#5 Barnes & Noble (Rochester, Minnesota)
Yes, it’s a massive national chain, unlike all my other favorite bookstores, but I happen to like Barnes & Noble. Once you’ve been in one, however, you’ve pretty much had the experience. This branch in Rochester, however, gets the nod simply for where it’s located — in the old Chateau Theatre. Opened in 1927 as a Vaudeville house, it morphed into a movie house and also presented plays, operas, and concerts before it closed in 1983, three years after it earned a place on the National Register of Historic Places. Eleven years later, Barnes & Noble moved in. Tucked into a little grassy square, the theater presents an understated façade, with a subtle diamond pattern in the bricks, a trio of arched windows and medallions, and a mansard roof. The Art Deco marquee, however, explodes in color with a red and yellow sunburst on three sides. All Jazz Age thoughts immediately disappeared when I stepped inside, into the courtyard of a medieval French village. Although stacks of books have replaced the 1,487 red velvet seats, the theater’s original décor remains, including a castle with balconies and turrets and steeply pitched roofs. The dark blue ceiling still twinkles with stars, just as it did a century ago. Even if you bear antipathy toward behemoth national chains that are dishing out coups de grâce to small shops, you’ll want to pop in to this location, where you can’t judge the Norman book by the Art Deco cover.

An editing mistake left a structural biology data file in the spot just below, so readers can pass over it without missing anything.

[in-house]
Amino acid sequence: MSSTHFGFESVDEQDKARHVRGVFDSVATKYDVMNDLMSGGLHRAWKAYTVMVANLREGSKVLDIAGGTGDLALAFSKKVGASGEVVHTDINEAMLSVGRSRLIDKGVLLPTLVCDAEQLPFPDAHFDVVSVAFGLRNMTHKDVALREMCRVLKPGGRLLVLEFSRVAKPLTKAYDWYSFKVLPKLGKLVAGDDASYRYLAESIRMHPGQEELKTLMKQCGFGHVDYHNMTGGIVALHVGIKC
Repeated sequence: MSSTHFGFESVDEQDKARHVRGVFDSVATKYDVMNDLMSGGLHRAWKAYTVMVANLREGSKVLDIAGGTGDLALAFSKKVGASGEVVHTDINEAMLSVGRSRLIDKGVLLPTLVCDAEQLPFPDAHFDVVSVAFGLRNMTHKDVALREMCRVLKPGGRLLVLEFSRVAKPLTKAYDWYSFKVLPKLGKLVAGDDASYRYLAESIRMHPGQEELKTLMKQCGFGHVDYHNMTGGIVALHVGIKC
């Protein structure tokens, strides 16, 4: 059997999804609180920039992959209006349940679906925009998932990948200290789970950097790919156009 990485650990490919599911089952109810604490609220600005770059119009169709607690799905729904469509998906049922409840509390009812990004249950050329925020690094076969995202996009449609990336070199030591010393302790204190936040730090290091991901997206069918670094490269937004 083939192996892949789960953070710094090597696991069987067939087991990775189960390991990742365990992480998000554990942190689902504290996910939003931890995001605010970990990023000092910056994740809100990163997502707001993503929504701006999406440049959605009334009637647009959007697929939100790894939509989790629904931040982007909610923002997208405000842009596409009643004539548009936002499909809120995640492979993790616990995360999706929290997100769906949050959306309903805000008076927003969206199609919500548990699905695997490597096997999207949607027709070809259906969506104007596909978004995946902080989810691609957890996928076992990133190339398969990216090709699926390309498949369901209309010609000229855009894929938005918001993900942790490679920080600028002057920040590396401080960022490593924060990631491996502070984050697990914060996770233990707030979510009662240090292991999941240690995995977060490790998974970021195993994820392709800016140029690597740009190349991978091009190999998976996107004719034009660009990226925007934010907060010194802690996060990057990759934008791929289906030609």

- Seattle Mystery (Seattle, Washington)
- Powell’s Travel Bookstore (Portland, Oregon)
- The Elliott Bay Book Company (Seattle, Washington)
- Bardstown Booksellers (Bardstown, Kentucky)
- Mitzi’s Books (Rapid City, South Dakota)